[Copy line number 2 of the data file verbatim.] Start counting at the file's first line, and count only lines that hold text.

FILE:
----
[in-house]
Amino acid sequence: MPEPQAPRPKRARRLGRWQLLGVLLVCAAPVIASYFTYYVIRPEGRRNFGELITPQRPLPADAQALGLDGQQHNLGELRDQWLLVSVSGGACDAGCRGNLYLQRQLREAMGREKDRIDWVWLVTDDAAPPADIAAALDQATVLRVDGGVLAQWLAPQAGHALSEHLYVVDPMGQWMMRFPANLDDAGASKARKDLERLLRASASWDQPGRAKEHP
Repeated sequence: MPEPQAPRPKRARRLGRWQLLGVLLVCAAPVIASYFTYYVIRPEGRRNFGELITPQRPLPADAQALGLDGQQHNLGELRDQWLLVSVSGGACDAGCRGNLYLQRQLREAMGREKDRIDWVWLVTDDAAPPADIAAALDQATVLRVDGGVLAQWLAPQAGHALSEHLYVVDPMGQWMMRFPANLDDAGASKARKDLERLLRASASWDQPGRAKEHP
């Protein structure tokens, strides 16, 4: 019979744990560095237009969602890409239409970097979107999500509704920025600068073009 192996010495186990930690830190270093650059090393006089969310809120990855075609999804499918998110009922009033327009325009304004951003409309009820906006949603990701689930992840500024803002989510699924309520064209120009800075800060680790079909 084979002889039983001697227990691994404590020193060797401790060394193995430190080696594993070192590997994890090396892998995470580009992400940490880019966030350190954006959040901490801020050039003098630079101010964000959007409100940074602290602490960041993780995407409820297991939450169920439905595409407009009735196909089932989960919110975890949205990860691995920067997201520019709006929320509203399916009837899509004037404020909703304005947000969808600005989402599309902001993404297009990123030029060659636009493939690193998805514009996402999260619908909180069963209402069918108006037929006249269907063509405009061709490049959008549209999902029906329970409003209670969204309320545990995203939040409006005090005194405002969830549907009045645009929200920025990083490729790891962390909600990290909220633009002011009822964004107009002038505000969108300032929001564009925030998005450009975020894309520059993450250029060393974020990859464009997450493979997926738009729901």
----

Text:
Amino acid sequence: MPEPQAPRPKRARRLGRWQLLGVLLVCAAPVIASYFTYYVIRPEGRRNFGELITPQRPLPADAQALGLDGQQHNLGELRDQWLLVSVSGGACDAGCRGNLYLQRQLREAMGREKDRIDWVWLVTDDAAPPADIAAALDQATVLRVDGGVLAQWLAPQAGHALSEHLYVVDPMGQWMMRFPANLDDAGASKARKDLERLLRASASWDQPGRAKEHP